The night gangnam style became the new redemption song

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Some stories sound too good be true. That’s how the great era of West Indian cricket was passed on to future generations. Through stories.

October 7, 2012: It was as if a curse was lifted. The men from the Caribbean danced with abandon, their spirits running free and wild on a night that was predestined to be forever young. The speakers boomed to the thumping beats of Gangnam Style and Psy must have been proud that his magnum opus had traveled far and wide and landed in the middle of a cricket pitch in Sri Lanka. The attempts at matching his steps notwithstanding, it was a dance that was a long time coming.

It was in 1979 that the West Indies last won a world cup. 33 years. That was more than a generation ago. And a lot had changed since.

The Caribbean is a land given to the good life in all of its splendor. It is a land that conjures up visions of an exotic vacation or a peaceful retirement, and evenings that brim with possibilities as limitless as the freely flowing Caribbean rum. It is where one sways to the seductive beats of Calypso and sets their worries afloat onto the vast expanse of the Caribbean sea, hoping they never return. And in the days of yore, it was this land, where the beat of life transports you to something that resembles paradise, that gave the game of cricket one of its finest and feared teams. Actually, make that one of the best teams in the history of sport.

But their story was anything but a fairy tale.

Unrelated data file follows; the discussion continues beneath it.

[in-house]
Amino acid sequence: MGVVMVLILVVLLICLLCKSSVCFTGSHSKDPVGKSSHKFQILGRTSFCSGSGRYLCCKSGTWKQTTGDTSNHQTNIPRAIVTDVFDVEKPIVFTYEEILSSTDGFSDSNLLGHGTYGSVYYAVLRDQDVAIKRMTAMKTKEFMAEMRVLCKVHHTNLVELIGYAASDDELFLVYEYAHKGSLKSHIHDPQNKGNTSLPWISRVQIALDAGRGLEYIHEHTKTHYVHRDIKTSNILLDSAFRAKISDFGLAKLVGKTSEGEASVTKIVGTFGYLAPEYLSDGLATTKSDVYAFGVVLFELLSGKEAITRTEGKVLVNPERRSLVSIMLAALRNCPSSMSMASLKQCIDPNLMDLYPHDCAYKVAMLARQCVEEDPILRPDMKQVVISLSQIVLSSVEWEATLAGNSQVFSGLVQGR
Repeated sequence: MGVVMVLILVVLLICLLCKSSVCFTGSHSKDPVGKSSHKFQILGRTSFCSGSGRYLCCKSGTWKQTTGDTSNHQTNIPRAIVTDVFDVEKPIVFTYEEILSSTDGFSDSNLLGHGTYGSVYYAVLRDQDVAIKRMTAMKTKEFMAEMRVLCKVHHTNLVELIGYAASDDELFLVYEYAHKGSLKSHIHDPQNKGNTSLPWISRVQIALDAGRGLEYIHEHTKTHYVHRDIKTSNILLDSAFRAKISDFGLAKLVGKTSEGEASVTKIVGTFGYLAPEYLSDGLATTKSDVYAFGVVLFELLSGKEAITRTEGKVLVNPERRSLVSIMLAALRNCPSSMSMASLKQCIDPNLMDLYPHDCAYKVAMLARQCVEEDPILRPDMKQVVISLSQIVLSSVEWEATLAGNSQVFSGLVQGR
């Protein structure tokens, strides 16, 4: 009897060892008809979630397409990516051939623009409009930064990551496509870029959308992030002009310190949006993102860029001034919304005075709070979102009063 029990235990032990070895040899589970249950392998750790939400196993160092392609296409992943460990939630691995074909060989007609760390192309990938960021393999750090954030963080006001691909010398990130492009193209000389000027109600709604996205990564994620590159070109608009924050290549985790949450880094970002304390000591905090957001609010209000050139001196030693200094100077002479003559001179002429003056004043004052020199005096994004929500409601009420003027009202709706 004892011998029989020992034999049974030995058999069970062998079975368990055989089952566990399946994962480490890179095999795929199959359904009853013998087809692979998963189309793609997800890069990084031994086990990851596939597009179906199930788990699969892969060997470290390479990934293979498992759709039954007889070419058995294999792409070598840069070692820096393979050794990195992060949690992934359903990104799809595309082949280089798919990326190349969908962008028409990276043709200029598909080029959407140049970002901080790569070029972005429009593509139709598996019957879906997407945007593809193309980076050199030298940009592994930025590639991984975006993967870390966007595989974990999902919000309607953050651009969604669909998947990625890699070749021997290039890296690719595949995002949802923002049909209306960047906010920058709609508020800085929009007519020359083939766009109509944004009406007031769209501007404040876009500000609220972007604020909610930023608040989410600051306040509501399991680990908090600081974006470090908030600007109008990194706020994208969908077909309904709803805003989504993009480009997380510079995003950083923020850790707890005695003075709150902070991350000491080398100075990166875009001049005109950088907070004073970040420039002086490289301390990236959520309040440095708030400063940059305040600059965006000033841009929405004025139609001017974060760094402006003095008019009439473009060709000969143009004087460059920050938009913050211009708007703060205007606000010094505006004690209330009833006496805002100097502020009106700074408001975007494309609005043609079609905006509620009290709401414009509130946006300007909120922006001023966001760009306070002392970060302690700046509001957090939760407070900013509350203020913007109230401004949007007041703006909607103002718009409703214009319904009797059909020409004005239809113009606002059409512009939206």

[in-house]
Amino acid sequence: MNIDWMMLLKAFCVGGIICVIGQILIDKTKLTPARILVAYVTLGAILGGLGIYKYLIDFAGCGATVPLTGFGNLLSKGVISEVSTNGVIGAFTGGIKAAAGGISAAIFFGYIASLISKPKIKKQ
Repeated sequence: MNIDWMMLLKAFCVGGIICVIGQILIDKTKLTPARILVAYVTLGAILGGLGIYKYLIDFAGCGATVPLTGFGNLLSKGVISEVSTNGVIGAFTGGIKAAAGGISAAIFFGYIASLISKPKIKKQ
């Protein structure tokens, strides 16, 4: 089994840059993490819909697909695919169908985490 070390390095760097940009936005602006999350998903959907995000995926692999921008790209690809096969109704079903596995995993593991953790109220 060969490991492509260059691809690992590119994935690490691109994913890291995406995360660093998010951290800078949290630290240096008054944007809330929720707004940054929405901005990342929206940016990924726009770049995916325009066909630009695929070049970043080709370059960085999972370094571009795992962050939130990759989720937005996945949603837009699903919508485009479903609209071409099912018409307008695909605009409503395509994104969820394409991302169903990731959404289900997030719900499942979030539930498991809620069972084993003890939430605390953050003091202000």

Subservient to their colonial masters, their self-worth was tied up in knots. Cricket gave them something that had eluded them all along – a voice. Their game mirrored their culture. Known for their brand of ‘Calypso cricket’, they were ordained entertainers, not cut-throat competitors. They played to the galleries, but didn’t play to win.

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From all corners of the Caribbean they converged. Vivian Richards, whose swagger was as imitated as his batting and inspired a generation of batsmen, had bowlers scurrying for cover with his aggression. The bowling unit read like fast bowling royalty – Colin Croft, Michael Holding, Joel Garner, Andy Roberts and Malcom Marshall. They were led by their talismanic captain Clive Lloyd, the young tyro who would take them to the promised land – the champions of cricket.

Great teams don’t just win, they create cathedrals. They’re worshiped. They raise the bar until there is nothing left to raise. They cannot be produced with the aid of a formula, nor can they be bought by cold-hard cash. Nor can teams that win always be classified as great. For the non-religious who treat words like miracle as an anathema, it is hard to find a synonym to describe what makes a great team. Great players playing in the same era, for the same team, for a common cause. That’s what the West Indies were. They were a great team that created a cathedral.

How many seminal moments can a lifetime make allowances for? And do seminal moments become legends over time? How much of it gets lost in transition, until all that is left is a magical unicorn, best left to the imagination? And how many seminal moments get passed on to future generations as stories? That’s how I heard of how great the West Indies once were. That batsmen facing them didn’t just fear for their wickets, they feared for their lives. That in their prime, they ruled the cricket world. That was the story we were told.